My personal experience of the much-more-difficult-to-quantify open mic/unplugged/song-session type of gathering would be that trad material would be less than 10%. Proabably a lot less.

I think we all know that tune sessions, by contrast, would pan out at well over 90% trad.

Tom


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Subject: RE: Moulettes – not folk say gatekeepers
From: GUEST,CS
Date: 19 Nov 10 - 03:05 AM

"I suppose we all live in our own little worlds and assume that the rest of the world is pretty much the same. Just because things are a bit thin in Manchester, doesn't mean that the world I know doesn't exist."

Well, inspired by this discussion, I thought I'd ask:

Mostly TRAD near you?

Please all, feel free to contribute.
I think I'll ask a Mod to alter the title to something like "Mainly TRAD FOLK: Sessions, Clubs & Singarounds (England)" though.


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Subject: RE: Moulettes – not folk say gatekeepers
From: GUEST,Tom Bliss
Date: 18 Nov 10 - 05:56 PM

On the contrary. Unison playing, yes, but there is a strong tradition of 'variation' in Irish music, and I know at least one banjo player who is a recognised master of it. This is not the same thing as free improvisation, but it does involve adapting melodies on the hoof, employing very few of the notes that you'd commit to paper if you were writing down the tune, but while maintaining the spirit of the melody. Done properly, the tune is still completely recognisable, and will fit with anyone else who is playing the 'unison' line - or other variations. It's what makes Irish music so intoxicatingly dangerous and uplifting when it's done properly. This skill is considered to be a high art in Irish tune playing. Scottish music, by contrast, must be played strictly as written. There is just room for the occasional snap or other ornamentation (not the same thing at all as variation), but if you vary the A pert of a Scottish tune you are in danger of finding you have already played the B or C part.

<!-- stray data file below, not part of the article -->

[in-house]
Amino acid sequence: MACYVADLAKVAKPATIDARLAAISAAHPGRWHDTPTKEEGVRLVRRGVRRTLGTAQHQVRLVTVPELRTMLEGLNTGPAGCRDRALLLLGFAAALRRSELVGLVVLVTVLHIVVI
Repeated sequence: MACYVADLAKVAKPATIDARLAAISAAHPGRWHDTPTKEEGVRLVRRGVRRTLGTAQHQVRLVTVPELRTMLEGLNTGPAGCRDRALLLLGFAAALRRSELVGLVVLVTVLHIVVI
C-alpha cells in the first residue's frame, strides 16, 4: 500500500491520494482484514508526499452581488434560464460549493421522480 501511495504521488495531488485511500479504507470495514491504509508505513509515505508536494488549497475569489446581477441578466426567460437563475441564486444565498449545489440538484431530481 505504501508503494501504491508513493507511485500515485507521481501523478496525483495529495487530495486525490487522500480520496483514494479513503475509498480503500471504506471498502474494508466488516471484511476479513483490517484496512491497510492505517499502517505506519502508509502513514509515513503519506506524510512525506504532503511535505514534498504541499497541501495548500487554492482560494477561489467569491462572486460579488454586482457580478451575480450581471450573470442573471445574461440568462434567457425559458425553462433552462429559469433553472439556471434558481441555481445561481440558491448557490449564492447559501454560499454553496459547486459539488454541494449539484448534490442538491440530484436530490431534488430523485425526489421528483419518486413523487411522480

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Subject: RE: Moulettes – not folk say gatekeepers
From: Richard Bridge
Date: 18 Nov 10 - 05:22 PM

AFAIK the Irish traditional tunes are VERY set. Many assert that they should be played in unison.

In the revival certainly shanties and chorus songs depended heavily on participative improvised harmony - that's actually how "The Young Tradition" got formed.


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Subject: RE: Moulettes – not folk say gatekeepers